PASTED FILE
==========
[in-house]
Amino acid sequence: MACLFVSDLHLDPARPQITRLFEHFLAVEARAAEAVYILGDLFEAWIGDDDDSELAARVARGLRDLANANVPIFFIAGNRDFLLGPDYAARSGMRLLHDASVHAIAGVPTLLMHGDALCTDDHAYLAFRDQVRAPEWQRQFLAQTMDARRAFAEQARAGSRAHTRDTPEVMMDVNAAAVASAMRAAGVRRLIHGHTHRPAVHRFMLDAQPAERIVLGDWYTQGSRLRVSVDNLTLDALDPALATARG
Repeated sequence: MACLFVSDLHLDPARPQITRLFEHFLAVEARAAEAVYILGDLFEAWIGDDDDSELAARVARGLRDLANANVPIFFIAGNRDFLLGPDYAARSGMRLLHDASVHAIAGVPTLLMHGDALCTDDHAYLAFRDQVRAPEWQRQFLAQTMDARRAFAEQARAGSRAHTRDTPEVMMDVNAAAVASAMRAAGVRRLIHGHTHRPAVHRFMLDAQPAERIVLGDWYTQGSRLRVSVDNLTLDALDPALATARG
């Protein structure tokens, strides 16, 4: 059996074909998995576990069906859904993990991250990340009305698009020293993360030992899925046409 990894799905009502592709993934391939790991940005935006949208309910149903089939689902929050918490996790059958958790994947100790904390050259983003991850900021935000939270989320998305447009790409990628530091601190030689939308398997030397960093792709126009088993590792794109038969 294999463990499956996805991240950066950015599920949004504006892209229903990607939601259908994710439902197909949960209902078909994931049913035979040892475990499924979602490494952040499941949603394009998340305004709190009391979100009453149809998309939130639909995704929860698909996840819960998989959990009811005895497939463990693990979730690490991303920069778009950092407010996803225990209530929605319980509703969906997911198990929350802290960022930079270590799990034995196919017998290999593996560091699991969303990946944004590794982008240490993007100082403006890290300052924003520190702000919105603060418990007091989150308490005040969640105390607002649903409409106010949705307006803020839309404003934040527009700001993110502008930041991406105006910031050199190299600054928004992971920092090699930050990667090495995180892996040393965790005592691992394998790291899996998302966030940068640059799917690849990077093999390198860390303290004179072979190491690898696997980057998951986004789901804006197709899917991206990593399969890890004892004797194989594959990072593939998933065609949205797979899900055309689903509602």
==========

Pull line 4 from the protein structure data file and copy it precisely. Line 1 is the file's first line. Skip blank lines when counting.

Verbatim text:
């Protein structure tokens, strides 16, 4: 059996074909998995576990069906859904993990991250990340009305698009020293993360030992899925046409 990894799905009502592709993934391939790991940005935006949208309910149903089939689902929050918490996790059958958790994947100790904390050259983003991850900021935000939270989320998305447009790409990628530091601190030689939308398997030397960093792709126009088993590792794109038969 294999463990499956996805991240950066950015599920949004504006892209229903990607939601259908994710439902197909949960209902078909994931049913035979040892475990499924979602490494952040499941949603394009998340305004709190009391979100009453149809998309939130639909995704929860698909996840819960998989959990009811005895497939463990693990979730690490991303920069778009950092407010996803225990209530929605319980509703969906997911198990929350802290960022930079270590799990034995196919017998290999593996560091699991969303990946944004590794982008240490993007100082403006890290300052924003520190702000919105603060418990007091989150308490005040969640105390607002649903409409106010949705307006803020839309404003934040527009700001993110502008930041991406105006910031050199190299600054928004992971920092090699930050990667090495995180892996040393965790005592691992394998790291899996998302966030940068640059799917690849990077093999390198860390303290004179072979190491690898696997980057998951986004789901804006197709899917991206990593399969890890004892004797194989594959990072593939998933065609949205797979899900055309689903509602």